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Gap Junctions in the Freshwater Cnidarian Hydra vulgaris
By: Joshua Swore (Bosma Lab)
Exploring light responsive enhancers in plants
By: Jackson Tonnies (Queitsch Lab)
We use interdisciplinary approaches including theory and experiments to understand how computation is embodied in biological matter. Examples include cognition in single cell protists and morphological computing in animals with no neurons and origins of complex behavior in multi-cellular systems. We will also share new tools to enable “virtual reality arena” for single cells - enabling never before seen behavior of single cells over multiple spatial and temporal scales.
Evolutionary innovations are scattered throughout the tree of life, and have allowed the organisms that possess them to occupy novel adaptative zones. While the impacts of these innovations are well-documented, much less is known about how these innovations arise in the first place. Patterns of covariation among traits across macroevolutionary timescales can offer insights into the generation of innovation. However, to-date, there is no consensus on the role that trait covariation (i.e. integration and modularity) plays in this process.
Animals live in a multisensory world and use different sensory channels to communicate during crucial behavioral contexts such as aggression and reproduction. Despite the importance of this multimodal communication, there are relatively few species in which information on sender signals and receiver responses are known. How do individuals send information in multiple sensory channels and where is this information processed and integrated in the receiver’s brain to produce context-dependent behaviors?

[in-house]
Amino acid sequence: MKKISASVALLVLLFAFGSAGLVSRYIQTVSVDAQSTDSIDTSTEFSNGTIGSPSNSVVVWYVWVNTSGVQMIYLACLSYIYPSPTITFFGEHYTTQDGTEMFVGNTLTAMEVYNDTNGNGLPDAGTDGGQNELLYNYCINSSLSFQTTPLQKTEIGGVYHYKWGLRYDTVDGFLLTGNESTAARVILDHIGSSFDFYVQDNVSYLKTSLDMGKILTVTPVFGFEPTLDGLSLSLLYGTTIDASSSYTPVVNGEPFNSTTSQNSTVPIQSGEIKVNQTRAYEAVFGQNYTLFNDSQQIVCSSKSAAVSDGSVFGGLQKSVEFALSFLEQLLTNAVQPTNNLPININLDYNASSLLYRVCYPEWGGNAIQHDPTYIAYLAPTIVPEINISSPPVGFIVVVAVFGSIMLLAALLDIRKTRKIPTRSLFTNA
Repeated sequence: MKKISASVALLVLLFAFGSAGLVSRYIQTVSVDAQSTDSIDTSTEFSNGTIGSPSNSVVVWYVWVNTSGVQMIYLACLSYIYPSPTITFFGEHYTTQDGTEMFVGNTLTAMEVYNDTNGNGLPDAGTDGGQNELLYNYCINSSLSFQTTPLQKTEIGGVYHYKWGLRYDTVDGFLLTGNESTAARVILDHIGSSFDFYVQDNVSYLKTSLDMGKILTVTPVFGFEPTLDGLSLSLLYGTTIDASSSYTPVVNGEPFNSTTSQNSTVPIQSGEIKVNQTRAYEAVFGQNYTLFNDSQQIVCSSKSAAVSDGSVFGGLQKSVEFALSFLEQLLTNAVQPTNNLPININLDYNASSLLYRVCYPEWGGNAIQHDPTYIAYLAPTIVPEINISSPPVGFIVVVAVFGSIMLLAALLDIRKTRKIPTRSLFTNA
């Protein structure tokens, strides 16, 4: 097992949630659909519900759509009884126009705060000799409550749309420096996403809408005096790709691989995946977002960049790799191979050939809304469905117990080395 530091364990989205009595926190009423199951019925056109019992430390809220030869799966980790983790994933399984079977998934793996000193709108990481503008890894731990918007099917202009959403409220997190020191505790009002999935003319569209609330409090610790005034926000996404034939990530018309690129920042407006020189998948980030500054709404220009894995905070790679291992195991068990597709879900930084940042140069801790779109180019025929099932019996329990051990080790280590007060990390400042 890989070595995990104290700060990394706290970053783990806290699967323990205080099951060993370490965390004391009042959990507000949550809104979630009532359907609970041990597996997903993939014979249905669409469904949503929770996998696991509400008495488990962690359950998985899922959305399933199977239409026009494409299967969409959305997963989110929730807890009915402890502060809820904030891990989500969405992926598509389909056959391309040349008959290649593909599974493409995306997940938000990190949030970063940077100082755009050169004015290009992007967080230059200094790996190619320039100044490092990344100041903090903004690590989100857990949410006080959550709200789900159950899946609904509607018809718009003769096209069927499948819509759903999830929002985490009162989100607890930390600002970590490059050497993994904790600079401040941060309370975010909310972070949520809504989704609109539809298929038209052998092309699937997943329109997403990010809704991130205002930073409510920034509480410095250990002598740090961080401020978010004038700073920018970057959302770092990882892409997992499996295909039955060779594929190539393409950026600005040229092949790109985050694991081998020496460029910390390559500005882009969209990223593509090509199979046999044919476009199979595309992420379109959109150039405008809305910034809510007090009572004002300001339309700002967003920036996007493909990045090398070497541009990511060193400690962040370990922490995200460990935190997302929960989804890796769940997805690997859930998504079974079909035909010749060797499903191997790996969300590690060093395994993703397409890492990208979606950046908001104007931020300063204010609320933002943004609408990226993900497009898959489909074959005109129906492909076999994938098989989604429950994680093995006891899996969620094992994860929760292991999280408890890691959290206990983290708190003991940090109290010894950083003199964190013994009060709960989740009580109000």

How simple tissues give rise to geometrically complex organs with robust shapes and functions is a fundamental question in biology with important implications in disease and translational medicine. The current mechanistic framework explains how upstream genetic and biochemical information pattern cellular mechanics and thereby tissue dynamics. In this framework, the main driving force is cell-intrinsic and generated by actomyosin contractility.
The long-term goal of the Kucenas Lab is to fundamentally understand the cellular and molecular mechanisms that mediate neural-glial and glial-glial interactions during nervous system development and injury/regeneration. Using Danio rerio (zebrafish) as a model system, we combine genetic and pharmacological perturbation, single cell manipulation, laser ablation/axotomy, small molecule screening, and in vivo, time-lapse imaging to directly and continuously observe glial cell origins, behaviors, and interactions in an intact vertebrate.